Financial Aid
and Grants
Make College Dreams Reality

For the 2006-7 academic year, tuition at four-year public colleges increased 6.3 percent, its smallest rise in five years, according to the College Board's annual Trends in College Pricing report, while the price of attending a four-year private college rose by 5.9 percent. In other words, each year, college tuition gets more and more expensive. How to bridge the gap? More and more students are benefiting from some combination of financial aid -- federal aid, grants, and scholarships -- to help cover the costs of their education. In fact, total student aid amounted to a whopping $134.8 billion in 2005-06!

Think there isn't any for you? Think again. The first thing any college expert or financial aid counselor will advise is to fill out the Free Application for Federal Student Aid (FAFSA) ( – that's the first step in applying for financial aid, even if you don't think you'll qualify (you may be surprised!).

Doing so will determine your Expected Family Contribution or EFC, based on your family income and assets. The EFC is how much of your family's resources is considered "available" to pay for college costs. If the anticipated cost of attendance is greater than your EFC, you will most likely qualify for financial aid. The amount and type of aid you are awarded will vary for each school, however, since costs are different.

It's a good idea to contact the financial aid offices of your choice schools in advance to see what aid is available, learn about any upcoming scholarship or grant deadlines, and ask about work-study programs. Once your financial need is determined, each college that accepts you will offer a financial aid package, which may include a combination of any or all of the following: scholarships, grants, loans, and work-study.

Both grants and scholarships are considered gift aid or free money, meaning they typically do not have to be repaid. Grants can come from federal or state government entities as well as from individual colleges. Scholarships are usually awarded by schools or private organizations based on merit, special circumstances, or other criteria.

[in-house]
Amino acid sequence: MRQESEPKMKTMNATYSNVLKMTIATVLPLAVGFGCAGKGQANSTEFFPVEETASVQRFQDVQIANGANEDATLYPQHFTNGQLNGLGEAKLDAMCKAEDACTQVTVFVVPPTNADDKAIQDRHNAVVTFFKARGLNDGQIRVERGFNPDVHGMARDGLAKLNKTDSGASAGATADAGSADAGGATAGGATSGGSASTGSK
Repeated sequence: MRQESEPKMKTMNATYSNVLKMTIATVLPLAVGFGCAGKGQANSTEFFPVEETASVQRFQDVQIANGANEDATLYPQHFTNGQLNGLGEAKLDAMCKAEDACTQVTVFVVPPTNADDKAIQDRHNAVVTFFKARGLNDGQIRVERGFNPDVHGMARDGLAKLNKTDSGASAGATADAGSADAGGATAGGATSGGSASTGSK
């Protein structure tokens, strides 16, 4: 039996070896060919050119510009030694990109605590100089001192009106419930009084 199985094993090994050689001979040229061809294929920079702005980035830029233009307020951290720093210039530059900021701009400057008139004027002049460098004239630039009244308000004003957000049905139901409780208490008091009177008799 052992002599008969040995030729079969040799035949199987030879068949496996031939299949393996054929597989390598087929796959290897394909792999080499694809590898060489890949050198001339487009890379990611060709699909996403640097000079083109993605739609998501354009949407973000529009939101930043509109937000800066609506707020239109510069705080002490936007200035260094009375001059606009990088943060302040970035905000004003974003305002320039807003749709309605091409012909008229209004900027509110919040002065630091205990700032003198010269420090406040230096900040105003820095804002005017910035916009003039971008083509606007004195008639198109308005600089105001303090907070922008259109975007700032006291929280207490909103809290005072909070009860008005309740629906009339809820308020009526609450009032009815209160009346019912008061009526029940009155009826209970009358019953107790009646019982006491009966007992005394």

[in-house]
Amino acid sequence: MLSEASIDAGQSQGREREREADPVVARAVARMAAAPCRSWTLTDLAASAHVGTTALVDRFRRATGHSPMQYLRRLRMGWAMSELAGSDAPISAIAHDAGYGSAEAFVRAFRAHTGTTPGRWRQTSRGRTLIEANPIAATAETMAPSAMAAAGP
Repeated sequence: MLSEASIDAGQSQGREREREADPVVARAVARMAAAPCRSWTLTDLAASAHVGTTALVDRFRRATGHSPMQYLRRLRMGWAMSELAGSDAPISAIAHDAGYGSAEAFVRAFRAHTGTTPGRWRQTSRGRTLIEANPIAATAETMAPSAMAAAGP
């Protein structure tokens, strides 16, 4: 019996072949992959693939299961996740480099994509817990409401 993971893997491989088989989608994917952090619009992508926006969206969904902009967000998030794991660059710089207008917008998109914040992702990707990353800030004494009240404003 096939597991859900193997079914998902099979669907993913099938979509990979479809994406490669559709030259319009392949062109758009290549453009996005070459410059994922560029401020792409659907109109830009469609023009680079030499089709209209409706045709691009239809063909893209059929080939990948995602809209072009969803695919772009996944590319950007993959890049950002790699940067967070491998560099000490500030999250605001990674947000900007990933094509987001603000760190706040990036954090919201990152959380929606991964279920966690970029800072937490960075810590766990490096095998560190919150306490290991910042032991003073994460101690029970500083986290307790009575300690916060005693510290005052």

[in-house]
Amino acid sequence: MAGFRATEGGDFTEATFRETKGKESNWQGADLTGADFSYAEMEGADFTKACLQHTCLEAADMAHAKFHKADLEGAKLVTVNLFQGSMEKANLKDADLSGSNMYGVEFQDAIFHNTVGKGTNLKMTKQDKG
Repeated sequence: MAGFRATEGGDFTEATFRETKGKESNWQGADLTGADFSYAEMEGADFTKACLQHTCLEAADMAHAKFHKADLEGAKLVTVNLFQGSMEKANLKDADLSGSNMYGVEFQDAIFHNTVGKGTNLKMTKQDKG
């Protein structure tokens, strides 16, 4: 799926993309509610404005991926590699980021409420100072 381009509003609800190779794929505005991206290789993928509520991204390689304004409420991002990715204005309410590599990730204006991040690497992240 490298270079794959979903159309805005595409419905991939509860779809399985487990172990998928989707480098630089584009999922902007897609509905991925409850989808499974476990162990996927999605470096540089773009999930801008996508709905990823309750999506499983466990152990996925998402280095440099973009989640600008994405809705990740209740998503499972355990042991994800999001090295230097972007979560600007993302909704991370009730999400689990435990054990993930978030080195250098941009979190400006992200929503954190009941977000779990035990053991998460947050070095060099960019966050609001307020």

Then there's the other type of financial aid -- student loans and work-study. Yes, loans are considered financial aid, and for the majority of students, they will be included as part of the financial aid package. And work-study is basically a government-sponsored program in which you work on campus to help supplement the cost of your education. In essence, both of these forms of aid require some type of  "pay back."

Other important college cash tips:

  1. Financial aid applications must be completed for every year that you attend college. Don't take for granted that you're financial aid package will always be the same.

  2. If your school of choice offers you a financial aid package that does not meet the total cost of education, you can certainly contact them to try to negotiate. If you are the type of student they are looking for, you just may be able to work out a more inviting financial aid deal.

  3. While many expensive financial aid consulting services exist, there is plenty of free information available on how to fill out forms, maximize your aid eligibility, and the overall process. In other words, never feel pressured to spend money to get money. Start your research by visiting
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